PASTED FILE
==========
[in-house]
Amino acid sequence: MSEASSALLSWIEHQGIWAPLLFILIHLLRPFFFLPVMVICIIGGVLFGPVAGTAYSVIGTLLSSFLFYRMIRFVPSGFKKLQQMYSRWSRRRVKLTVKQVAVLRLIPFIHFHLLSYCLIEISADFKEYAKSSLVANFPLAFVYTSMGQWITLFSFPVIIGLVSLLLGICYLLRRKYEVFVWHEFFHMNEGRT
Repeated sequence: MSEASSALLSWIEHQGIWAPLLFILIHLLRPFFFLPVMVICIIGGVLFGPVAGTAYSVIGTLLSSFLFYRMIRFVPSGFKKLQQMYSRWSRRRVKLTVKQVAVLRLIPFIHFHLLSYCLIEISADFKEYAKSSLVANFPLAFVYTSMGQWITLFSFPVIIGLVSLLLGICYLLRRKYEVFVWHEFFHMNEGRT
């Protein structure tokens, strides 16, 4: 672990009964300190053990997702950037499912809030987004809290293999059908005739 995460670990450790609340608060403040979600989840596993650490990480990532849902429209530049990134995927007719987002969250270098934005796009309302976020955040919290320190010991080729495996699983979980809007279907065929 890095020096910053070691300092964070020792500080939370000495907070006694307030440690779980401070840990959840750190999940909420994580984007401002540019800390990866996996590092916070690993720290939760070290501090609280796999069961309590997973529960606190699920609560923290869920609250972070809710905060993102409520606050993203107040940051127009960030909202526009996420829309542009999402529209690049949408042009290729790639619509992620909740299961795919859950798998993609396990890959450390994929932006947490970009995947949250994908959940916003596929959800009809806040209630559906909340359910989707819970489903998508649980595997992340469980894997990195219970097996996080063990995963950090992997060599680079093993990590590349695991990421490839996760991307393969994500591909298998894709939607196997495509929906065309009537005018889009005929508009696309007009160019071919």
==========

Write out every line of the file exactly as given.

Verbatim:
[in-house]
Amino acid sequence: MSEASSALLSWIEHQGIWAPLLFILIHLLRPFFFLPVMVICIIGGVLFGPVAGTAYSVIGTLLSSFLFYRMIRFVPSGFKKLQQMYSRWSRRRVKLTVKQVAVLRLIPFIHFHLLSYCLIEISADFKEYAKSSLVANFPLAFVYTSMGQWITLFSFPVIIGLVSLLLGICYLLRRKYEVFVWHEFFHMNEGRT
Repeated sequence: MSEASSALLSWIEHQGIWAPLLFILIHLLRPFFFLPVMVICIIGGVLFGPVAGTAYSVIGTLLSSFLFYRMIRFVPSGFKKLQQMYSRWSRRRVKLTVKQVAVLRLIPFIHFHLLSYCLIEISADFKEYAKSSLVANFPLAFVYTSMGQWITLFSFPVIIGLVSLLLGICYLLRRKYEVFVWHEFFHMNEGRT
């Protein structure tokens, strides 16, 4: 672990009964300190053990997702950037499912809030987004809290293999059908005739 995460670990450790609340608060403040979600989840596993650490990480990532849902429209530049990134995927007719987002969250270098934005796009309302976020955040919290320190010991080729495996699983979980809007279907065929 890095020096910053070691300092964070020792500080939370000495907070006694307030440690779980401070840990959840750190999940909420994580984007401002540019800390990866996996590092916070690993720290939760070290501090609280796999069961309590997973529960606190699920609560923290869920609250972070809710905060993102409520606050993203107040940051127009960030909202526009996420829309542009999402529209690049949408042009290729790639619509992620909740299961795919859950798998993609396990890959450390994929932006947490970009995947949250994908959940916003596929959800009809806040209630559906909340359910989707819970489903998508649980595997992340469980894997990195219970097996996080063990995963950090992997060599680079093993990590590349695991990421490839996760991307393969994500591909298998894709939607196997495509929906065309009537005018889009005929508009696309007009160019071919």